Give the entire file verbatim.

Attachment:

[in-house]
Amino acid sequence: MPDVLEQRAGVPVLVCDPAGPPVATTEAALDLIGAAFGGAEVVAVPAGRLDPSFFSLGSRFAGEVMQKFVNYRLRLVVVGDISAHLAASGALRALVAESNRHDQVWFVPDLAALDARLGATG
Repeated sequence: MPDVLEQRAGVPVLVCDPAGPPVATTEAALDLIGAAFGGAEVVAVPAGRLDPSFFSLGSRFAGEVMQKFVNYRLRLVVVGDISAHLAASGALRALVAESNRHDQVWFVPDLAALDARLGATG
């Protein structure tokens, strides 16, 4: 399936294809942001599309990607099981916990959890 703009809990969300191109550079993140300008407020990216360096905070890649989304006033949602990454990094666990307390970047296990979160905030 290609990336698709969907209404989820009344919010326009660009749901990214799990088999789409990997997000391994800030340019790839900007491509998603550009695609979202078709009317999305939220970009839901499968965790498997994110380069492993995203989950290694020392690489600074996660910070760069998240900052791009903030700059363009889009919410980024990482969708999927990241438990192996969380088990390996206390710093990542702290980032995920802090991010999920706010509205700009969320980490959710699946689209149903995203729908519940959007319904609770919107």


[in-house]
Amino acid sequence: MPDVLEQRAGVPVLVCDPAGPPVATTEAALDLIGAAFGGAEVVAVPAGRLDPSFFSLGSRFAGEVMQKFVNYRLRLVVVGDISAHLAASGALRALVAESNRHDQVWFVPDLAALDARLGATG
Repeated sequence: MPDVLEQRAGVPVLVCDPAGPPVATTEAALDLIGAAFGGAEVVAVPAGRLDPSFFSLGSRFAGEVMQKFVNYRLRLVVVGDISAHLAASGALRALVAESNRHDQVWFVPDLAALDARLGATG
């Protein structure tokens, strides 16, 4: 399936294809942001599309990607099981916990959890 703009809990969300191109550079993140300008407020990216360096905070890649989304006033949602990454990094666990307390970047296990979160905030 290609990336698709969907209404989820009344919010326009660009749901990214799990088999789409990997997000391994800030340019790839900007491509998603550009695609979202078709009317999305939220970009839901499968965790498997994110380069492993995203989950290694020392690489600074996660910070760069998240900052791009903030700059363009889009919410980024990482969708999927990241438990192996969380088990390996206390710093990542702290980032995920802090991010999920706010509205700009969320980490959710699946689209149903995203729908519940959007319904609770919107």